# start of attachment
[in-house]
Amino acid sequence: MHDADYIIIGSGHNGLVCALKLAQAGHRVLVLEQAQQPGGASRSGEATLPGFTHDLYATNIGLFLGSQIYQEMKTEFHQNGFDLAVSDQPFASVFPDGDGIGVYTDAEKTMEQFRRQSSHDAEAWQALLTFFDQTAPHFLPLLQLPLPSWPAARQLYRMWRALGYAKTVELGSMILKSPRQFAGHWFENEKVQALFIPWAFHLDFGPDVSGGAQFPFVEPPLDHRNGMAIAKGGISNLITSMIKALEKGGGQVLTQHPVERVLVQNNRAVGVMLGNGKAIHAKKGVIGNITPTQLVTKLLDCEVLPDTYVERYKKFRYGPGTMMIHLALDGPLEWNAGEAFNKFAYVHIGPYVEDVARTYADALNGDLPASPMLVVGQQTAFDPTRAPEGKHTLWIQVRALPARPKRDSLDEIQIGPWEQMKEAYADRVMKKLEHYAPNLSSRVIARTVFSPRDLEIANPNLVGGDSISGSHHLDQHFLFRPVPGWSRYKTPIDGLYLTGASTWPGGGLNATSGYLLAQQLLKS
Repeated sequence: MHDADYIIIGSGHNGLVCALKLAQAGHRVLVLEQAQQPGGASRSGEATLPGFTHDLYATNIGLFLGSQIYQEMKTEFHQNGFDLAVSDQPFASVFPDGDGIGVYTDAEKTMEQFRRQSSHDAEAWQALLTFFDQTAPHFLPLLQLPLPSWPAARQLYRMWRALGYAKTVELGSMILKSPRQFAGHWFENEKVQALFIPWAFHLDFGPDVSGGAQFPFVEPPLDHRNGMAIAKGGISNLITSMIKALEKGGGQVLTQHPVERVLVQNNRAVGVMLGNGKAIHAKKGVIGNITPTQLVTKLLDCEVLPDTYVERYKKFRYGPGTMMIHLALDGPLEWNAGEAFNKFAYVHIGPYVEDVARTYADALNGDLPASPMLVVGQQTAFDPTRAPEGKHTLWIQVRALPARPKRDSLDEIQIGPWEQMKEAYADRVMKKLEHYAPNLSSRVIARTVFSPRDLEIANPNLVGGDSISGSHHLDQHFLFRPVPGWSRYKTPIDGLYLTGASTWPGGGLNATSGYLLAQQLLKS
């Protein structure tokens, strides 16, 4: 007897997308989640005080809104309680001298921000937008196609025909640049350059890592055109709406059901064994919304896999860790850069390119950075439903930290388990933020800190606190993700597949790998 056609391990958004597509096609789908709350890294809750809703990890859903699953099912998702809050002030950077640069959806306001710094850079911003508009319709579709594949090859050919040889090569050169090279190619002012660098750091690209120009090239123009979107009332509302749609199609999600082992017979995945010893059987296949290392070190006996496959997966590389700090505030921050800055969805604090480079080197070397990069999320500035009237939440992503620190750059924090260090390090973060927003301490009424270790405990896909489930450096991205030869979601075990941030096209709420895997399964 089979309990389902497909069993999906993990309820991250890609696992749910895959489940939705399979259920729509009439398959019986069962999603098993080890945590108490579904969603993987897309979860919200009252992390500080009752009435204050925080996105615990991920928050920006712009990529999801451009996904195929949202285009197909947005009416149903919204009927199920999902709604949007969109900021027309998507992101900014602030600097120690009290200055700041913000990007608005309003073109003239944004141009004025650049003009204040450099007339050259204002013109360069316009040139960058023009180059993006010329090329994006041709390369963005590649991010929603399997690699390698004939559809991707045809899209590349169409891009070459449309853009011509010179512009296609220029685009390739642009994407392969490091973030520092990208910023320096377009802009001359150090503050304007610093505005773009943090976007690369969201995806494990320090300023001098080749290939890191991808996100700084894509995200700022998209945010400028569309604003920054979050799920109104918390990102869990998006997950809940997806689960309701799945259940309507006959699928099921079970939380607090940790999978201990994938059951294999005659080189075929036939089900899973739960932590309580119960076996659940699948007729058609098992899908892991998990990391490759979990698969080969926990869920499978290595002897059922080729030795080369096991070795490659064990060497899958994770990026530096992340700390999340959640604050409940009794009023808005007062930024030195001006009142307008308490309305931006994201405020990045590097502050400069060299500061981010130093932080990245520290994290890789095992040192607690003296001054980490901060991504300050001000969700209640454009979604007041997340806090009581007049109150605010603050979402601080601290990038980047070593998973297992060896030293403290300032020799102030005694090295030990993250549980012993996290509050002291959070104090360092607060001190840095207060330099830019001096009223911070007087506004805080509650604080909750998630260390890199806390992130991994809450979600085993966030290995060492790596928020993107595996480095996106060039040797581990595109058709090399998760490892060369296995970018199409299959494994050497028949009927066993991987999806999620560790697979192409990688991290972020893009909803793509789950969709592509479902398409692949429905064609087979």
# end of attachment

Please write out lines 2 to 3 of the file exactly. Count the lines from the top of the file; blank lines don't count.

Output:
Amino acid sequence: MHDADYIIIGSGHNGLVCALKLAQAGHRVLVLEQAQQPGGASRSGEATLPGFTHDLYATNIGLFLGSQIYQEMKTEFHQNGFDLAVSDQPFASVFPDGDGIGVYTDAEKTMEQFRRQSSHDAEAWQALLTFFDQTAPHFLPLLQLPLPSWPAARQLYRMWRALGYAKTVELGSMILKSPRQFAGHWFENEKVQALFIPWAFHLDFGPDVSGGAQFPFVEPPLDHRNGMAIAKGGISNLITSMIKALEKGGGQVLTQHPVERVLVQNNRAVGVMLGNGKAIHAKKGVIGNITPTQLVTKLLDCEVLPDTYVERYKKFRYGPGTMMIHLALDGPLEWNAGEAFNKFAYVHIGPYVEDVARTYADALNGDLPASPMLVVGQQTAFDPTRAPEGKHTLWIQVRALPARPKRDSLDEIQIGPWEQMKEAYADRVMKKLEHYAPNLSSRVIARTVFSPRDLEIANPNLVGGDSISGSHHLDQHFLFRPVPGWSRYKTPIDGLYLTGASTWPGGGLNATSGYLLAQQLLKS
Repeated sequence: MHDADYIIIGSGHNGLVCALKLAQAGHRVLVLEQAQQPGGASRSGEATLPGFTHDLYATNIGLFLGSQIYQEMKTEFHQNGFDLAVSDQPFASVFPDGDGIGVYTDAEKTMEQFRRQSSHDAEAWQALLTFFDQTAPHFLPLLQLPLPSWPAARQLYRMWRALGYAKTVELGSMILKSPRQFAGHWFENEKVQALFIPWAFHLDFGPDVSGGAQFPFVEPPLDHRNGMAIAKGGISNLITSMIKALEKGGGQVLTQHPVERVLVQNNRAVGVMLGNGKAIHAKKGVIGNITPTQLVTKLLDCEVLPDTYVERYKKFRYGPGTMMIHLALDGPLEWNAGEAFNKFAYVHIGPYVEDVARTYADALNGDLPASPMLVVGQQTAFDPTRAPEGKHTLWIQVRALPARPKRDSLDEIQIGPWEQMKEAYADRVMKKLEHYAPNLSSRVIARTVFSPRDLEIANPNLVGGDSISGSHHLDQHFLFRPVPGWSRYKTPIDGLYLTGASTWPGGGLNATSGYLLAQQLLKS